Buyers’ Agents given formal recognition in the Residential Conveyancing Protocol

27 April 2021

The Law Society of NSW has formally recognised the role buyers’ agents play in property sales, following a campaign led by the Real Estate Institute of New South Wales (REINSW).

The acknowledgement comes six years after a ground-breaking decision to include the contact details of buyers’ agents, also known as buyers’ advocates, on the front page of a contract for sale of land.

Nick Viner from Buyers Domain, who chairs the REINSW Buyers’ Agents Chapter Committee, revealed that the Committee had lobbied for this change to also be included in the Law Society’s Residential Conveyancing Protocol.

With more people around the State using a buyers’ agent to secure a home, the Committee believed it was important to recognise their growing importance and involvement in property transactions.

“We also felt there would be some solicitors and conveyancers who may be less familiar with working with buyers’ agents, and it was time to clarify our value in the process for the benefit of all the stakeholders,” Mr Viner said. “To our enormous satisfaction, we have been delighted that the Law Society were happy to make the changes.”

While the new Residential Conveyancing Protocol won’t change the practice substantively, it recognises buyers’ agents alongside selling agents and solicitors, and includes the following:

  • The purchaser may appoint a buyers’ agent to search for properties, inspect and short list properties, conduct research, organise due diligence, negotiate and bid at auction on their behalf.
  • Where the purchaser appoints a buyers’ agent, the seller’s agent must deal with the buyers’ agent rather than the purchaser, unless the purchaser instructs otherwise.
  • The buyers’ agent must take reasonable steps to identify the purchaser prior to accepting the appointment.
  • Where the deposit is held by the buyer’s agent, if any part of it is dishonoured or not met on presentation, the buyer’s agent must immediately notify the vendor’s solicitor verbally and then in writing as soon as possible.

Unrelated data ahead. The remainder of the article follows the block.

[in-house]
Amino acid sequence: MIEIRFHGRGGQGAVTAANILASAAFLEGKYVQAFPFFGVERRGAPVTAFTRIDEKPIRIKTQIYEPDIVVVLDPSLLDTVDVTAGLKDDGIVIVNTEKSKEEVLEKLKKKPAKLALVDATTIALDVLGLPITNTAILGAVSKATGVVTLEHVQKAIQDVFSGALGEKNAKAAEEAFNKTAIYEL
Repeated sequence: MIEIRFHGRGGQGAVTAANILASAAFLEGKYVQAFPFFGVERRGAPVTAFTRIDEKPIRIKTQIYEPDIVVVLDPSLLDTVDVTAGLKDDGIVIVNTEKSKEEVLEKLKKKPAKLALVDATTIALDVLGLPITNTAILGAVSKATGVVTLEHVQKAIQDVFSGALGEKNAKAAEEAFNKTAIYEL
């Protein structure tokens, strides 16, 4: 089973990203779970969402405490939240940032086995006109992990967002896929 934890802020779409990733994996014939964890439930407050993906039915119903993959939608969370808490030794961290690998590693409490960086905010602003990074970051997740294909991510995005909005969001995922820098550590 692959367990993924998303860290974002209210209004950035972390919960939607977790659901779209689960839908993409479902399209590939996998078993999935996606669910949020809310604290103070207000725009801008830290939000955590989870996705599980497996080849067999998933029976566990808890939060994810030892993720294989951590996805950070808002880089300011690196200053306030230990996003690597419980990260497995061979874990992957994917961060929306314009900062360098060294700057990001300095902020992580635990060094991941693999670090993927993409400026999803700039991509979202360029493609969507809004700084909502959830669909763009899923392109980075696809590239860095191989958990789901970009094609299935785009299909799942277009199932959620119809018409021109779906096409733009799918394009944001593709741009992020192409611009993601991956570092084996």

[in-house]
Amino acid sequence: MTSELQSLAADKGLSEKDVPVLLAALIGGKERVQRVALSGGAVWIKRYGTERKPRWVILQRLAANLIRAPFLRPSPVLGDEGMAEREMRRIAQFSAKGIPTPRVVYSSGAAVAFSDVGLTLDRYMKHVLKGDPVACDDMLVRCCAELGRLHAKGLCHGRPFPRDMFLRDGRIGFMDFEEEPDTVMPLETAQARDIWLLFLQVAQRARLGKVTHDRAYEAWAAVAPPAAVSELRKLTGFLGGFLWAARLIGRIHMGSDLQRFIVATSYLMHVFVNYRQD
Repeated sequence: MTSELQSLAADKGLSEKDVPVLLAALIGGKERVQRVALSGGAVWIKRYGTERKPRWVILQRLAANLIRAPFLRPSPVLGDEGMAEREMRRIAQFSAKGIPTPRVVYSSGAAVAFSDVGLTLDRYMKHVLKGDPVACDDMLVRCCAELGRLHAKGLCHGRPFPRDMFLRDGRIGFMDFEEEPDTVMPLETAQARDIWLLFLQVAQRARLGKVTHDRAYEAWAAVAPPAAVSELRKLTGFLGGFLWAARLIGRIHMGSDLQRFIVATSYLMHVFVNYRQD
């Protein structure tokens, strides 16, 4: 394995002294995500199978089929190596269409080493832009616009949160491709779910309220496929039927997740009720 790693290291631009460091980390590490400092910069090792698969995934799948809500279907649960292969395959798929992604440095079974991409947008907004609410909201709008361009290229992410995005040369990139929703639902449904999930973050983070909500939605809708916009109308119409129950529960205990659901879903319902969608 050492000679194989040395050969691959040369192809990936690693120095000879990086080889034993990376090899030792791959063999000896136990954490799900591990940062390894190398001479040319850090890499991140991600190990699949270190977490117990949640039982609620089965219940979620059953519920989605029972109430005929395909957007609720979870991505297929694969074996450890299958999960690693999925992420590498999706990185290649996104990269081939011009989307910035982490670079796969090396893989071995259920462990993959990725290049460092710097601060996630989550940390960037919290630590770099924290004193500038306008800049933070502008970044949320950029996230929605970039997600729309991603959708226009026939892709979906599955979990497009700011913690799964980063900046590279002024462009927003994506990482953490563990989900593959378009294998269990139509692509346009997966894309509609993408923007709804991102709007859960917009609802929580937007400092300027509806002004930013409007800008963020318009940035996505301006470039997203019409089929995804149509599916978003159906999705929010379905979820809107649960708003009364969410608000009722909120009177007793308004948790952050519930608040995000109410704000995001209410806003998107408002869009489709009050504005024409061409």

• The buyer’s agent must confirm in writing to both the vendor’s solicitor and the purchaser’s solicitor, the amount of deposit held by the buyer’s agent as stakeholder as soon as possible after exchange.

Buyers’ agents have existed in NSW for around 30 years but are no longer used exclusively for high-end property purchases.

Mr Viner said their services are becoming increasingly popular across a wide price bracket, especially in the current booming real estate market.

“People are missing out being able to secure properties and with the current lack of stock they need some assistance,” he said. “Finding the right home is time consuming. Properties are so much more expensive than they ever used to be and there are ramifications of paying too much or buying the wrong property – there is a lot more at stake now.”

Leanne Pilkington, President of REINSW, said huge congratulations must go to the Buyers’ Agents Chapter Committee - lead by Mr Viner - on creating another milestone for their profession and the fact that the review of the documentation had started back in May 2014.

“They have showed determination, expertise and patience that has paid off big time,” she said.

The new Residential Conveyancing Protocol is now live on The Law Society of NSW’s website.

Want more?

Related articles

 What are my CPD obligations?
(7/05/2021)
 
 What’s the difference?
(6/05/2021)
 
 Better questions, better answers
(5/05/2021)
 
 Leap of faith
(4/05/2021)
 
 Full of fire
(3/05/2021)